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Use Faux Suede for a Sumptuous Feel Without Bulk

For care and ease of sewing, it just may be better than the real thing.

Dec 26, 2017
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With a luxurious hand and easy-care reputation, synthetic suede is a fantastic fabric choice, especially when you seek a sumptuous feel without bulk. Halston made it famous in the 1970s in his iconic shirtdresses and jackets. It is available in a range of weights and colors, prints, and embossed and perforated versions. Choose a lightweight type for drapey styles or a medium-bodied fabric for structured garments. Faux suede’s no-fray nature makes it wonderful for cutwork or appliqué.

Synthetic origins
Faux suedes are made from microfiber polyester and a polyurethane binder. Some are constructed as a nonwoven fabric with a suedelike nap on one or both sides. Others have a woven or knitted base with a napped surface on one or both sides. Ultrasuede, a trademarked fabric developed by Toray in the 1970s, was the first high-quality version. Other synthetic suedes are available, but you get what you pay for in terms of hand and durability. Look for a brand name and shop from a trusted source for the best quality.

Sewing considerations
Faux suede doesn’t ease well, can be damaged by heat, and may wear at stress points. It is tough to sew with a regular hand needle, and on a sewing machine, skipped stitches and creeping can be problems. Aside from these easy-to-overcome shortcomings, faux suede offers remarkable qualities: It is durable, breathable, tear resistant, water and stain resistant, and washable.

Garment planning
• Keep construction simple by using designs with dropped shoulders or kimono or raglan sleeves, since faux suede doesn’t ease well.
• Consider gathered, shirred, smocked, pleated, or quilted casual jackets and draped designs in soft and supple faux suedes.
• Avoid darts because they will appear pronounced in the napped faux suede, and pressing them thoroughly risks melting the material.
• Do any basting within the seam allowance, and consider using binder clips instead of pins. With some faux suedes, needle holes and pinholes are difficult or impossible to remove.

Fabric preparation
• There is no need to preshrink faux suede, but laundering makes it softer and may reduce skipped sewing machine stitches.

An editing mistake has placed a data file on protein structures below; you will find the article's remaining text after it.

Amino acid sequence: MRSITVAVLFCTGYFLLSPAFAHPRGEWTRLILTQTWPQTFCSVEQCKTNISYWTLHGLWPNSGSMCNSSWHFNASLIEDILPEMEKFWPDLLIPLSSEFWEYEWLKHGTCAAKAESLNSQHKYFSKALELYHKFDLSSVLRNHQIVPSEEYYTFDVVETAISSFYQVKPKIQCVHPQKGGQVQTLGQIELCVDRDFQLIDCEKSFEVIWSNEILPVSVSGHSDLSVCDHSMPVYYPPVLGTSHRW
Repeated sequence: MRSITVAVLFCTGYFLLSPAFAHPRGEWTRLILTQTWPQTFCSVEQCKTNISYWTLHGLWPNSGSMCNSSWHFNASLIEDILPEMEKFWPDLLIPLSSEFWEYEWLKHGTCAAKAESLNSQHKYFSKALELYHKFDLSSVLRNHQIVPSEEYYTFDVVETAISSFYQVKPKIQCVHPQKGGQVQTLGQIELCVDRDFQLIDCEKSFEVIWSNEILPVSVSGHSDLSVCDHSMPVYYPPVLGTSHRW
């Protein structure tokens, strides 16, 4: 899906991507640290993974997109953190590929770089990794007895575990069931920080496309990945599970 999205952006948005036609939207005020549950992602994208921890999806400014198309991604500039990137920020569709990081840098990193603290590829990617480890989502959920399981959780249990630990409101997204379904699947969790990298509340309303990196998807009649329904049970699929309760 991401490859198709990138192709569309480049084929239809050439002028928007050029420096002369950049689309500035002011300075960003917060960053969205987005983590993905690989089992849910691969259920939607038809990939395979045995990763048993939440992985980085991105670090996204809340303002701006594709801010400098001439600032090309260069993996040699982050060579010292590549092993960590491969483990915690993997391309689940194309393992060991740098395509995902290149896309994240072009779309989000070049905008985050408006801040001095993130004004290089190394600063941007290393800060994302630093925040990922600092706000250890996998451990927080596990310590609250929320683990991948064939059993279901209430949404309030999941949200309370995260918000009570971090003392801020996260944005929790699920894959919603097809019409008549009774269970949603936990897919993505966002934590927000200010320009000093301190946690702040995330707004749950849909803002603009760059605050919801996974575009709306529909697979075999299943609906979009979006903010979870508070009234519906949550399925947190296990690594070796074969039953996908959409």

• Tumble-dry until barely damp, then hang to dry.

Layout and cutting
• Use a nap layout. Cut with the nap going up for a richer, darker look and the nap going down for a lighter, softer look. Cut on the cross-grain for the shaded look of real suede.
• Mark the wrong side with arrows to indicate the nap direction.
• Hold the pattern in place with weights. Use a rotary cutter and mat to avoid uneven edges.
• Cut patterns from a single fabric layer. Make and use a complete pattern rather than a half or cut-on-fold pattern.

Needles, thread, and stitches
• Choose stretch, sharp, or universal machine needles in sizes 80/12 or 90/14. Do not use a leather machine needle. For hand stitching, sizes 5 to 7 needles, appropriate for light- to medium-weight fabrics, are recommended.
• Use all-purpose polyester thread for regular sewing or topstitching.
• Hold fabric taut when stitching.
• Sew with a walking foot to keep layers in alignment.
• To remedy skipped stitches, experiment with different needle sizes and point types, and switch to a straight-stitch needle plate.
• Stabilize seams that will be stressed.
• If you must sew a dart in faux suede, apply a circle of fusible interfacing at the point on the wrong side, and then stitch the dart. To avoid a puckered point, take the last few stitches along the fold at the point. Topstitch darts to keep them flat.

• Use a press cloth and synthetic iron setting or steamer with a plastic soleplate that only produces steam.
• Topstitch, glue, or fuse seams to help them stay open.

Garment care
• Dry-clean faux suede garments for the best appearance. They also can be machine-washed and machine-dried. Do not overdry them, though. Remove them from the dryer while they are damp, smooth the seamlines, and hang the garment to finish drying.
• Take care when spot cleaning, as it’s easy to rub a hole in synthetic suede.

“Fabric Lab: Faux Suede” by Deana Tierney May (p.18) appeared in Threads #195.

Wouldn’t it be great to have an expert with you as you roam the aisles of your fabric store in search of the perfect fabric? Sandra Betzina does just that in More Fabric Savvy, available at the Taunton Store.

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  1. mjz January 2nd

    I would love to find some of those perforated faux suedes. Any suggestions?

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